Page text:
Yields Highest In Six Weeks After Solid Jobs Gains

U.S. Treasuries yields rose to their highest levels in six weeks on Friday after job growth rose more than expected in February, which could ease fears of an abrupt slowdown in economic growth and keep the Federal Reserve on track in reducing its monetary stimulus.

Employers added 175,000 jobs to their payrolls last month after creating 129,000 new positions in January, the Labor Department said on Friday. The unemployment rate, however, rose to 6.7 percent from a five-year low of 6.6 percent.

Benchmark 10-year notes dropped 18/32 in price with yields rising to 2.81 percent, the highest level since January 23, up from 2.73 percent before the data was released. Thirty-year bonds dropped 26/32 in price to yield 3.74 percent, up from 3.68 percent before the release.

"It's a pretty solid print. The consensus in the bond market has been for higher rates anyway so there is still a bearish component out there," said Larry Milstein, head of agency and government trading at R.W. Pressprich & Co in New York.

Investors have been struggling to interpret a recent spate of weakening data, which many see as having been influenced at least in part by bad weather.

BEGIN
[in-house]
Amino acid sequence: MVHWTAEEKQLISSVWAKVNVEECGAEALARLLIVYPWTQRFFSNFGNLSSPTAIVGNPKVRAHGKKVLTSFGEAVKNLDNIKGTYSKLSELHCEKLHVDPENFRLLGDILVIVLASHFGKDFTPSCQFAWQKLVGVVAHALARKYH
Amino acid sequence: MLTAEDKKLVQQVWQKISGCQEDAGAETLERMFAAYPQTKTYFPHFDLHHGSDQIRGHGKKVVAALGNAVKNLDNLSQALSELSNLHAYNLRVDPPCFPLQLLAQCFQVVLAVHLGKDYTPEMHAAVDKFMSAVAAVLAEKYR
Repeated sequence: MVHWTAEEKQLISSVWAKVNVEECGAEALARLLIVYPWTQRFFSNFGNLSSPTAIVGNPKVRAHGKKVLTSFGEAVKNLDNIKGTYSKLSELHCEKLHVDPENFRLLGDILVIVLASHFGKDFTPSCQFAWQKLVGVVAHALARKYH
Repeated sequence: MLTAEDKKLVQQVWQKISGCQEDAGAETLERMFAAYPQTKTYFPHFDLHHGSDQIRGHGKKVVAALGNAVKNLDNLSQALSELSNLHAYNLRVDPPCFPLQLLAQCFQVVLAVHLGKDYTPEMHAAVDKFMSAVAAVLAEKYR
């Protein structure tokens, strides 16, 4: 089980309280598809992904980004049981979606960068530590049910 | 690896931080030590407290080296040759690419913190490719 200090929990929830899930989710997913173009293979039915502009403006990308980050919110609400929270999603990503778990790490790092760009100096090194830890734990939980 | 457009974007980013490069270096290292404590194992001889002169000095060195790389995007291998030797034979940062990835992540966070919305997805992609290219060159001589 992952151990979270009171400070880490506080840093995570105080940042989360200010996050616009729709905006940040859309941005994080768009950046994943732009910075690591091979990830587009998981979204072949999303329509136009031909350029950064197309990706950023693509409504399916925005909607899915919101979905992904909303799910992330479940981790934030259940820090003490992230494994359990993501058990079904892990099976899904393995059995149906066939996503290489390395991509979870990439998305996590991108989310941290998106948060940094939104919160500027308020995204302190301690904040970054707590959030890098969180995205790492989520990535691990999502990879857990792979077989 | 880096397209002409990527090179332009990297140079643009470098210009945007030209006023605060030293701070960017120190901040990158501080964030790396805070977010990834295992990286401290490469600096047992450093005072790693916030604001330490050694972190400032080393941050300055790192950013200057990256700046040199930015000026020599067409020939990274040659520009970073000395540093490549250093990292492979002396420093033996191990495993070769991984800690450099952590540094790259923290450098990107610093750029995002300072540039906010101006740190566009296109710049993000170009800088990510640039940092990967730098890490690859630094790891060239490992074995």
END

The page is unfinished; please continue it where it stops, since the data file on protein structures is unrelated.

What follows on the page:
Friday's jobs figure gives some support to the Fed to continue to reduce the size of its monthly bond purchases as long as economic growth remains moderate.

Friday's jump in yields was also seen reflecting reticence by investors to buy the bonds at recent levels as many see rates as having been held down by unrest in Turkey and Ukraine and not fully reflecting the U.S. economic outlook.

"Those lower yields were created by distress, once by the Turkey situation at the beginning of February and once by the Ukraine situation at the beginning of this month. Those are not investor levels they are excess levels in the market. Now we are moving back to fair value," said Tom Tucci, head of Treasuries trading at CIBC in New York.

Treasuries may also stay under pressure ahead of new supply next week, when the government will sell $64 billion in new coupon-bearing debt. This will include $30 billion in three-year notes, $21 billion in 10-year notes and $13 billion in 30-year bonds.